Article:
"This is the new landscape for survivors of sexual assault in America. This is a new day," he declared. "It’s a new day because Harvey Weinstein has finally been held accountable for crimes he committed. The women who came forward courageously, and at great risk, made that happen."

Weinstein has also been charged with sex crimes in Los Angeles, and Monday's guilty verdict directly impacts his pending trial across the country.

"These guilty verdicts are a huge step for the prosecutors in L.A," Lisa Houle notes. "These women can not only be called as witnesses in the L.A case, but now they have the strength of the guilty verdicts to back their claims."

Los Angeles employment attorney Angela Reddock-Wright, who specializes in sexual harassment cases, calls Monday's verdict a "monumental win" for #MeToo.

"The guilty verdicts send the message that these claims will now be taken seriously," she tells Yahoo Entertainment. "The tide is finally changing. Weinstein is Hollywood’s top domino to fall and this will empower women who believe they have been violated to step forward with their complaints."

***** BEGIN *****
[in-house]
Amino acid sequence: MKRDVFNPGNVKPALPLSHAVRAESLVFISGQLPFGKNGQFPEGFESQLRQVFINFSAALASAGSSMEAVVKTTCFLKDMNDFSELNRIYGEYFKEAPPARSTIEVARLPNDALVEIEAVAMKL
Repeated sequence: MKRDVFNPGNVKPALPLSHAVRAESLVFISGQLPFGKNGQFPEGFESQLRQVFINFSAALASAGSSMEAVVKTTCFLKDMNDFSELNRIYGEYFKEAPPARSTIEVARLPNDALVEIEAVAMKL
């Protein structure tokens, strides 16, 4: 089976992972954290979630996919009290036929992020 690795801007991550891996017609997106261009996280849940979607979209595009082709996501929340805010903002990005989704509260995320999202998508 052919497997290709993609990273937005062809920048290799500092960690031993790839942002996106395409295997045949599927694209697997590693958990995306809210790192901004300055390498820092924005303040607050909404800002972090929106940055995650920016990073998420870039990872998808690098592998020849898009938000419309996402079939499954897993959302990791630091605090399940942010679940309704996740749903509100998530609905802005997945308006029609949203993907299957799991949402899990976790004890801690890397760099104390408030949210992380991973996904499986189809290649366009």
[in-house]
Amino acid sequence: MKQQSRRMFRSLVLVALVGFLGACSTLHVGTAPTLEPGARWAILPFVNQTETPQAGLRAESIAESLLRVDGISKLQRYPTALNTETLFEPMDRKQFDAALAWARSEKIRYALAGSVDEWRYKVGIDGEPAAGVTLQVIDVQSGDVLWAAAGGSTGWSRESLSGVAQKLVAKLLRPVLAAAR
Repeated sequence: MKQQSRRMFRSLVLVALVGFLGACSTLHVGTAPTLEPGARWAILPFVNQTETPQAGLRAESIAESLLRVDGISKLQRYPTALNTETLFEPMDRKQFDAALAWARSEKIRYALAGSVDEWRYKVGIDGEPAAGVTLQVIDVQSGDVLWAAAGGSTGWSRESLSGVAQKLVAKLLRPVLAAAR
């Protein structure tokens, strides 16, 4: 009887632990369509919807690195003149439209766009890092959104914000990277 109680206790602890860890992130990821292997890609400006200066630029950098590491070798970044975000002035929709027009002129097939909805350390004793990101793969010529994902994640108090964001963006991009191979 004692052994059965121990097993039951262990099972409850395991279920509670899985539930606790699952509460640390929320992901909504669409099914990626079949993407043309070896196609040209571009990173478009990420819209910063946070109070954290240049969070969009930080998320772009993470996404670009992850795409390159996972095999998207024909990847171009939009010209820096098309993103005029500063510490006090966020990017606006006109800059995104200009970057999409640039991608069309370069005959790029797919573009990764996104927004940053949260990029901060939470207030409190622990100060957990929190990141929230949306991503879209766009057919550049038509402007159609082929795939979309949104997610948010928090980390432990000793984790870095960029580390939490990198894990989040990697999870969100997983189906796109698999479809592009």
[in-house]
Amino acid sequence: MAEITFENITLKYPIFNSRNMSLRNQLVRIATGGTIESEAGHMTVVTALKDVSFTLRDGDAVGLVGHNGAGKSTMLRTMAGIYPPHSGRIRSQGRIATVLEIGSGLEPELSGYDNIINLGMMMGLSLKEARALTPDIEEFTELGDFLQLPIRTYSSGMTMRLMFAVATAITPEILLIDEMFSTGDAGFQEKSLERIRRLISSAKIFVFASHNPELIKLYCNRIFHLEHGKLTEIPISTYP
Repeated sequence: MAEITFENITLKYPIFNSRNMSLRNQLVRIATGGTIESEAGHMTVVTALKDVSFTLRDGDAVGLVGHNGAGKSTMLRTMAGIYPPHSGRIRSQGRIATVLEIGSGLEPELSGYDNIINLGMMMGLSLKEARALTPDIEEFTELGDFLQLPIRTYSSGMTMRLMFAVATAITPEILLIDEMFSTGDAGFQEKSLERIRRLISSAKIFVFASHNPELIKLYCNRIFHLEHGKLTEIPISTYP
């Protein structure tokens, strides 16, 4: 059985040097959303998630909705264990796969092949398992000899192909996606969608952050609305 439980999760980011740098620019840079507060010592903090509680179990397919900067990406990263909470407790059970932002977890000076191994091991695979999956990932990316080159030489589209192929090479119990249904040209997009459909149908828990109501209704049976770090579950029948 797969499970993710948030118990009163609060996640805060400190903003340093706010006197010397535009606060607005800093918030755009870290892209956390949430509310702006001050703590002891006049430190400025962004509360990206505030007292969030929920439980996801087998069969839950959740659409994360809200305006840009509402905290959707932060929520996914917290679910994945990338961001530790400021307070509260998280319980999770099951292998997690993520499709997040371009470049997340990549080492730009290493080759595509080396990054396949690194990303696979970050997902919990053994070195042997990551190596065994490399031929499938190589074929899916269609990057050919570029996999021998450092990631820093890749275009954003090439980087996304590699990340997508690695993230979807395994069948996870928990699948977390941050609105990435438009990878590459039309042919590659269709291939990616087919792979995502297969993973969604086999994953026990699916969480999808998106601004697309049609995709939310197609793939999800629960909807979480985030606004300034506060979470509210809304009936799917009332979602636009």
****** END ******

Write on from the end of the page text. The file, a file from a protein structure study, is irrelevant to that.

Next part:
Reddock-Wright, founding and managing partner of Reddock Law Group, represents actors in Hollywood and also advises companies on their sexual harassment policies.

"Many actresses over the years have fallen prey to abusive men in power and at last, we may be seeing the end of the casting couch mentality," she continues. "This is a monumental win for the #MeToo movement. Without it, Weinstein doesn’t get convicted and probably doesn’t even get charged."

Weinstein plans to file an appeal in New York.

"While he was not convicted on the most serious charges, we are disappointed in the verdict and will be filing an appeal. There are issues in this trial that were extremely troubling, and they prejudiced Mr. Weinstein's ability to have his case fairly judged," the defense team tells Yahoo Entertainment. "These will be addressed to a higher court. In the meantime, we are working on assuring that Mr. Weinstein is brought to Rikers' Island's North infirmary unit (NIU) at the Anna M Kross center complex or in protective custody so that he can get the best medical supervision and care possible."

Jury reaches verdict in Harvey Weinstein case: